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Ask Mr. Smarty Plants is a free service provided by the staff and volunteers at the Lady Bird Johnson Wildflower Center.

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Tuesday - June 24, 2008

From: Biloxi, MS
Region: Southeast
Topic: Wildflowers
Title: Federal database on use of wildflowers
Answered by: Barbara Medford

QUESTION:

Recently read about wedding planned to reduce typical costs AND "go green." One action the bridal party took was to decorate with wildflowers. I was appalled. So, my question, because apparently..my search so far has revealed..each state may have different laws regarding picking wildflowers. QUESTION: Can you direct me to any national database that "summarizes" the basic regulations BY STATE regarding the harvesting of native wildflowers? (If not, wow!..wouldn't that be a super project for some industrious grad student in botany, biology, ag econ, conservation, etc., etc., etc.??

ANSWER:

Simple answer: No.

Bridal magazines and home decorating publications have to come up with something new to write about constantly. Going green is currently very popular, and decorating with wildflowers, as opposed to non-native flowers that come from greenhouses, is an attractive way to do it. One previous answer we want to refer you to was from a couple who were planning their wedding on land belonging to their families, and, a year and a half in advance, were clearing and preparing to plant wildflowers, as well as planning the date around when those flowers would be in their best bloom. We tried to address the general question of picking wildflowers in this previous answer on wildflowers in Pennsylvania.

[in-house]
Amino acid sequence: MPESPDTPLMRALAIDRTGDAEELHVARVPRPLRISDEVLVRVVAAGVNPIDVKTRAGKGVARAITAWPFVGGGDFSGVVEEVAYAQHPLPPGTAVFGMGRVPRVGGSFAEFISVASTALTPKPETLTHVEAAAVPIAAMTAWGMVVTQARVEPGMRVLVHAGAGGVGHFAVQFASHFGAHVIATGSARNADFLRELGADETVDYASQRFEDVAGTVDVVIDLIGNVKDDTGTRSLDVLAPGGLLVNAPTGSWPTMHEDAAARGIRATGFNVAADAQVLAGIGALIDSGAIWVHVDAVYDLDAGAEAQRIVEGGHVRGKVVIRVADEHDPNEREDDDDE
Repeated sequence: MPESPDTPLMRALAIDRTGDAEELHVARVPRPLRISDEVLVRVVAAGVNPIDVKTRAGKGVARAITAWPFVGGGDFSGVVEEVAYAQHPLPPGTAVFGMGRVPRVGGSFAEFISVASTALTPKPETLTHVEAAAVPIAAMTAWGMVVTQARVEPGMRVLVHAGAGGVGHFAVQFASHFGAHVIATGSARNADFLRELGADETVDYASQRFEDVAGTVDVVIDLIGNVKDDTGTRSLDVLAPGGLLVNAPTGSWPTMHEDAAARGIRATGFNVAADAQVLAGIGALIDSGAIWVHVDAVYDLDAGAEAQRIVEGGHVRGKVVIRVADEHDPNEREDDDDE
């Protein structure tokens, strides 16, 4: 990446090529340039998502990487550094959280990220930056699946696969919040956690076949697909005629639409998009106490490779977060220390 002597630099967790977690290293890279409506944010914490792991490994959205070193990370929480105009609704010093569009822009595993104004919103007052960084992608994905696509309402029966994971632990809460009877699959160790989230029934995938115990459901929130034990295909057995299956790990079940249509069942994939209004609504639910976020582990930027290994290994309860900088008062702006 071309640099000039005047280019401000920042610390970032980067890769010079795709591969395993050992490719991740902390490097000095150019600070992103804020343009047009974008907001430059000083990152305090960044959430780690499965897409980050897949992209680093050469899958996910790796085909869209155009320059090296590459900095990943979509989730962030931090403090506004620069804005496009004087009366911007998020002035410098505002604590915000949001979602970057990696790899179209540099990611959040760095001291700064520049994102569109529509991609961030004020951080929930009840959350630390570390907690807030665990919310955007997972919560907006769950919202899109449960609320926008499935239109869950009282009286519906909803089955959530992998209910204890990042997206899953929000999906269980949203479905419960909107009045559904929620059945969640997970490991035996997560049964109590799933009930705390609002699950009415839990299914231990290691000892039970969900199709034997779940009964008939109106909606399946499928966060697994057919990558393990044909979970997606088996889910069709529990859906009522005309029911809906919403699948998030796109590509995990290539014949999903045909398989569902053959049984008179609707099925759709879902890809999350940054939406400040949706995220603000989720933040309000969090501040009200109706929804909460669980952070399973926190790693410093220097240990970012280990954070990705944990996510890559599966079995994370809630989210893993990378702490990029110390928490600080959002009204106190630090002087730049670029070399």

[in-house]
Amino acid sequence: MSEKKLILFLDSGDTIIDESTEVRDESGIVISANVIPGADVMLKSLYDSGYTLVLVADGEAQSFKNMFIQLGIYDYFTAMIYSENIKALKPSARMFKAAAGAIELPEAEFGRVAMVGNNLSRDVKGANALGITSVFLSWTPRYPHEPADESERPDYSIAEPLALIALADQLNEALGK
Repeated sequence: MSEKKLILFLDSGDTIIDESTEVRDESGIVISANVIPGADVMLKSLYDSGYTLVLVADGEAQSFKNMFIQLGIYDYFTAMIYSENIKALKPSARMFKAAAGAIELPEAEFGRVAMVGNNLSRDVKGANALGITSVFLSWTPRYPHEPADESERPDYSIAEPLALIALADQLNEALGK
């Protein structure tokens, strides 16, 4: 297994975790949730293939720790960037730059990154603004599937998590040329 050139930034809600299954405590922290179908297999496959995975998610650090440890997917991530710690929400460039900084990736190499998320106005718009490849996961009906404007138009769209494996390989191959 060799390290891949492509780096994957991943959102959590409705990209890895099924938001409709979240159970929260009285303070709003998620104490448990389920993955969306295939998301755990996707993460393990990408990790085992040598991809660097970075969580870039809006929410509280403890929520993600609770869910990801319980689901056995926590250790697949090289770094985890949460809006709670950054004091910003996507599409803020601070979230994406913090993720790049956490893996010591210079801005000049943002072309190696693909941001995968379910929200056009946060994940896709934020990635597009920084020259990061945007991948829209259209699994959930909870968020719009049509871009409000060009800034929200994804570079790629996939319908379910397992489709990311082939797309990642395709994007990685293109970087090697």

Our basic message is that wild plants left where they were growing will continue to be seen and enjoyed by others, will remain to drop seeds, and then reproduce for the future. As long as you are not on private property without permission or in a protected area, certainly it's okay to pick a few wildflowers, but don't pick them all, or destroy them "just for fun." Most of the large fields of wildflowers are on private property, and have remained because the owners have declined to destroy the flowers by mowing or permitting grazing until the flowers have had the opportunity to seed. And since many people planning weddings or otherwise interested in wildflowers probably live in urban areas where large fields of wildflowers are not available, this doesn't seem to us too compelling a problem.

One final point-even if there were laws about picking wildflowers, who would enforce them? The Wildflower Police are not always around with radar and binoculars. No matter what laws there are, there will always be people who abuse Nature in various ways. We can only try to educate people on the value of native plants, and the necessity to preserve and propagate them.

 

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